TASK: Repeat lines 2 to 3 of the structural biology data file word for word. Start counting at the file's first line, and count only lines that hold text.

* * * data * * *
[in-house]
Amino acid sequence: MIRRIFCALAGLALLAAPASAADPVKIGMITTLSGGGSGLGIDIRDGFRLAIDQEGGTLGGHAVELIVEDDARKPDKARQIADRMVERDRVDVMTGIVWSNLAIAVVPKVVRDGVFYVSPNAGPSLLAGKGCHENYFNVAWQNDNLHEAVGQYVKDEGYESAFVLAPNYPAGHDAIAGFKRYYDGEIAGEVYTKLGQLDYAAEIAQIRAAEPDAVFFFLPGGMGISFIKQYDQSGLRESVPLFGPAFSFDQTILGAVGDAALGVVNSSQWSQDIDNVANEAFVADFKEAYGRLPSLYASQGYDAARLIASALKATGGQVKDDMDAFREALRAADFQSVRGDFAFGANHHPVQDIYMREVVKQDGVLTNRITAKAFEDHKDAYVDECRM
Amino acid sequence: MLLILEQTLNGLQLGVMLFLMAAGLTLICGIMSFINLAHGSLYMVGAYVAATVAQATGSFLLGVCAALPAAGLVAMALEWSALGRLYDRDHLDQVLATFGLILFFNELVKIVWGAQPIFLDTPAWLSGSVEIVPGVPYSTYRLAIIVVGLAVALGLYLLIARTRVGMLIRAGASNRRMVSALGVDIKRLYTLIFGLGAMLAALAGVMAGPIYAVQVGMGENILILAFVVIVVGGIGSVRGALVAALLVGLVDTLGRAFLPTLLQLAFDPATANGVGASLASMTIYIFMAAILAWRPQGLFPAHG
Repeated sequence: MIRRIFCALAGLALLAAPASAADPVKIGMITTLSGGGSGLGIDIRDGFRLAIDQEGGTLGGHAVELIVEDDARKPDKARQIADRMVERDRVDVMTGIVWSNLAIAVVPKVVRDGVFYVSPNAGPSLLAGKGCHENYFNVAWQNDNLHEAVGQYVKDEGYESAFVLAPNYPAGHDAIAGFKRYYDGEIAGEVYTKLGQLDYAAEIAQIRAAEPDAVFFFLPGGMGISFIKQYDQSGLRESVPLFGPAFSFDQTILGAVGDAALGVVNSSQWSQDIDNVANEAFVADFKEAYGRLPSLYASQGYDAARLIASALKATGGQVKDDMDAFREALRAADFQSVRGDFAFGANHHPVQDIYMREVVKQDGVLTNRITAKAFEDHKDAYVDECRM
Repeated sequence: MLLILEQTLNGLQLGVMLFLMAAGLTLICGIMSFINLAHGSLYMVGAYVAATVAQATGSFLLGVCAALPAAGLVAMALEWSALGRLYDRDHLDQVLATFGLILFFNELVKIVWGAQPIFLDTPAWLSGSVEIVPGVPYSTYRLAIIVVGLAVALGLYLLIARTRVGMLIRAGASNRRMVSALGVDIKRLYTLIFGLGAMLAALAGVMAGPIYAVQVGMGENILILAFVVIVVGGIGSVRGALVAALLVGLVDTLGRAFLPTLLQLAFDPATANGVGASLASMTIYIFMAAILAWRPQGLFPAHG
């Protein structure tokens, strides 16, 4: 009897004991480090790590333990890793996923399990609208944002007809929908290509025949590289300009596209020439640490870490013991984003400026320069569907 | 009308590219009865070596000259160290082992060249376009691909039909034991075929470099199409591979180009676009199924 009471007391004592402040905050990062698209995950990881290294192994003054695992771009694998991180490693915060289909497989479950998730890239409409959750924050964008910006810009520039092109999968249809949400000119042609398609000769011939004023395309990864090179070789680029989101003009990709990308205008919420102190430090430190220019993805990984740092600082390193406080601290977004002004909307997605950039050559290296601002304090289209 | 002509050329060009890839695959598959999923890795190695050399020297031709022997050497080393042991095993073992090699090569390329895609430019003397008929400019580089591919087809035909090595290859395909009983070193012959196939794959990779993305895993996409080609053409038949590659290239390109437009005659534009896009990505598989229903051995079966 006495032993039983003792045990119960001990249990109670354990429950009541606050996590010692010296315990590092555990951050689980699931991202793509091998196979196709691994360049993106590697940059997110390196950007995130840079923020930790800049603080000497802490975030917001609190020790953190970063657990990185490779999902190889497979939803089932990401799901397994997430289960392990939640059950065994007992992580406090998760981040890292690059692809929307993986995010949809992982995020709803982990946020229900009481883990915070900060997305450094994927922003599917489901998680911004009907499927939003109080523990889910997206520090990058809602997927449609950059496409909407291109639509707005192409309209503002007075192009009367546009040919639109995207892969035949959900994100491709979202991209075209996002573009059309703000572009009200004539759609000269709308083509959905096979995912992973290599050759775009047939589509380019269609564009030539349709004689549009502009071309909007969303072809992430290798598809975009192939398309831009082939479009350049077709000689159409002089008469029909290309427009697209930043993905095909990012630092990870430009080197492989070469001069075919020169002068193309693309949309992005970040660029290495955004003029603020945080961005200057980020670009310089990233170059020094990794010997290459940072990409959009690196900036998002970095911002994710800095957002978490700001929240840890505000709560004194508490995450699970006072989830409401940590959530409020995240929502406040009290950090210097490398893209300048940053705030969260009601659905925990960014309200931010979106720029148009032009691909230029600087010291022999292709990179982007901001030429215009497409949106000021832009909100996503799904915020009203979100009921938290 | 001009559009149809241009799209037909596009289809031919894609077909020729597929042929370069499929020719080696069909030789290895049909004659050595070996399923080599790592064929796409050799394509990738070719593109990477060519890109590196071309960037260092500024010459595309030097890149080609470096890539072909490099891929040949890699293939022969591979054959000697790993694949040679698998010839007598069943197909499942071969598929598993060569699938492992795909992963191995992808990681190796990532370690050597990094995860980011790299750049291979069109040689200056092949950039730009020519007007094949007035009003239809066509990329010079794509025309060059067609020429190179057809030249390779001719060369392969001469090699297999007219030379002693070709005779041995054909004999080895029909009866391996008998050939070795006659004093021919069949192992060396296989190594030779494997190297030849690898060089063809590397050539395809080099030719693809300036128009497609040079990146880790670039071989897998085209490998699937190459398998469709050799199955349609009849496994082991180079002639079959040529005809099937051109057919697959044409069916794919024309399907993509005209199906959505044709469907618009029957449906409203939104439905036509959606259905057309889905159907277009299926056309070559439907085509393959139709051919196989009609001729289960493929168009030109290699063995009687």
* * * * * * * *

Amino acid sequence: MIRRIFCALAGLALLAAPASAADPVKIGMITTLSGGGSGLGIDIRDGFRLAIDQEGGTLGGHAVELIVEDDARKPDKARQIADRMVERDRVDVMTGIVWSNLAIAVVPKVVRDGVFYVSPNAGPSLLAGKGCHENYFNVAWQNDNLHEAVGQYVKDEGYESAFVLAPNYPAGHDAIAGFKRYYDGEIAGEVYTKLGQLDYAAEIAQIRAAEPDAVFFFLPGGMGISFIKQYDQSGLRESVPLFGPAFSFDQTILGAVGDAALGVVNSSQWSQDIDNVANEAFVADFKEAYGRLPSLYASQGYDAARLIASALKATGGQVKDDMDAFREALRAADFQSVRGDFAFGANHHPVQDIYMREVVKQDGVLTNRITAKAFEDHKDAYVDECRM
Amino acid sequence: MLLILEQTLNGLQLGVMLFLMAAGLTLICGIMSFINLAHGSLYMVGAYVAATVAQATGSFLLGVCAALPAAGLVAMALEWSALGRLYDRDHLDQVLATFGLILFFNELVKIVWGAQPIFLDTPAWLSGSVEIVPGVPYSTYRLAIIVVGLAVALGLYLLIARTRVGMLIRAGASNRRMVSALGVDIKRLYTLIFGLGAMLAALAGVMAGPIYAVQVGMGENILILAFVVIVVGGIGSVRGALVAALLVGLVDTLGRAFLPTLLQLAFDPATANGVGASLASMTIYIFMAAILAWRPQGLFPAHG